Ten Ways to Source and Recruit the Right Talent
By Leigh Branham Founder & Principal, Keeping the People, Inc. | March 15, 2020
Let me say one key truth right up front-all the smartest, most creative, and proven sourcing strategies and tactics will only go so far. The best way to attract and recruit the right talent is by becoming a great place to work. That means having senior leaders and managers who demonstrate daily that they care about, respect, value, nurture, and invest in workers at every level.
In turn, workers who feel taken care of will take better care of guests and customers and spread the word to friends and relatives about how lucky they are to work at your hotel.
Having said that, and assuming you are doing everything you can to build a better workplace, I offer the following ten ways to source and recruit the right talent:
1. Enhance Your Associate Referral Program
This is the most proven "guerilla tactic" for sourcing and recruiting because it remains the number-one method that people find jobs-through their own personal social networks. If you have not yet created an employee referral program that rewards current associates who refer an individual who is hired and stays for at least six months, then you need to do so today. The reward need not be a cash bonus for every referral. Some employers have a once-a-year drawing in which every associate who made a successful referral is entered with the chance to win a week's paid vacation in an exotic location.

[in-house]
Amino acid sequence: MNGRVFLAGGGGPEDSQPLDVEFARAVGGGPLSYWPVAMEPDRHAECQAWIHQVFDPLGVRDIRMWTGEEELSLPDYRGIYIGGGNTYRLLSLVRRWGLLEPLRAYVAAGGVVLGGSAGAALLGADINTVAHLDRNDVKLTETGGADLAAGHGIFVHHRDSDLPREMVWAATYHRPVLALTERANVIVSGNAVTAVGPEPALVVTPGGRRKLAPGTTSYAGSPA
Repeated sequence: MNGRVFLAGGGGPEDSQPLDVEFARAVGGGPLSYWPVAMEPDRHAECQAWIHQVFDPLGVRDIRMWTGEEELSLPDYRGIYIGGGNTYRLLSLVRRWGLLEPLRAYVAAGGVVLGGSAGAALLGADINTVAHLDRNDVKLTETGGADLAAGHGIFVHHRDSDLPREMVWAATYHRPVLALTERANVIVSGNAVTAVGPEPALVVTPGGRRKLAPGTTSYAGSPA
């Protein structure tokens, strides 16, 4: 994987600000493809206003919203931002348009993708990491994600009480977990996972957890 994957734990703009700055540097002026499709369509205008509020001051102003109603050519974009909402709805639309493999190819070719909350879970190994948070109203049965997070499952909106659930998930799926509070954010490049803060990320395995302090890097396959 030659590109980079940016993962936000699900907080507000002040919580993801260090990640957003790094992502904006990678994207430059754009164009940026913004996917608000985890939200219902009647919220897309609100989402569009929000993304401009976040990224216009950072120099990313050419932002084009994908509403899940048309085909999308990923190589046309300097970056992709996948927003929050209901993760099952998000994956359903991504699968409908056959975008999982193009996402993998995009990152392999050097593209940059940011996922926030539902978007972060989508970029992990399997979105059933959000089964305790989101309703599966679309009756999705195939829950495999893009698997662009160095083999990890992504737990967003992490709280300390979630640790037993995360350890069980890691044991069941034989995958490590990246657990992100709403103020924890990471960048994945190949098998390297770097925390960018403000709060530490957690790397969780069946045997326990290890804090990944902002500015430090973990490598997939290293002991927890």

Other ways to leverage your associates' social connections include: Asking new hires to provide the contact information for their five best former coworkers or classmates; Asking current associates for the names of three people they would feel comfortable referring; hosting a free breakfast for associates and their friends who may be in the job market; Encouraging your associates to connect with and refer their best former co-workers through Linked-In; Training all managers to capture the names and contact information of impressive individuals they meet at conferences and elsewhere. (Over time, this serves to create a talent database for sending a quarterly e-newsletter that reminds them of what makes your hotel a great place to work); creating a "most wanted" list of prospective associates for circulation among current associates and staying in regular touch with everyone on it. (I know of one employer goes so far as to send cookies to the home of prospective hires on New Year's Day).
2. Leverage Social Media
Hospitality employers are becoming more sophisticated using social media as a recruiting tool with each passing year. Most are building followers on Linked-In, Facebook, Twitter and Instagram by posting career pages and updates on career opportunities featuring photos, videos, and even live events, such as a panel of recruiters discussing job openings and career paths and fielding questions. Many employers use Linked-In Recruiter to quickly develop a list of prospects by clicking on the buttons "Similar profiles" and "Viewers of this profile also viewed…." You may also want to encourage your team members to connect through Linked-In with their best former co-workers, then search and discover their connections.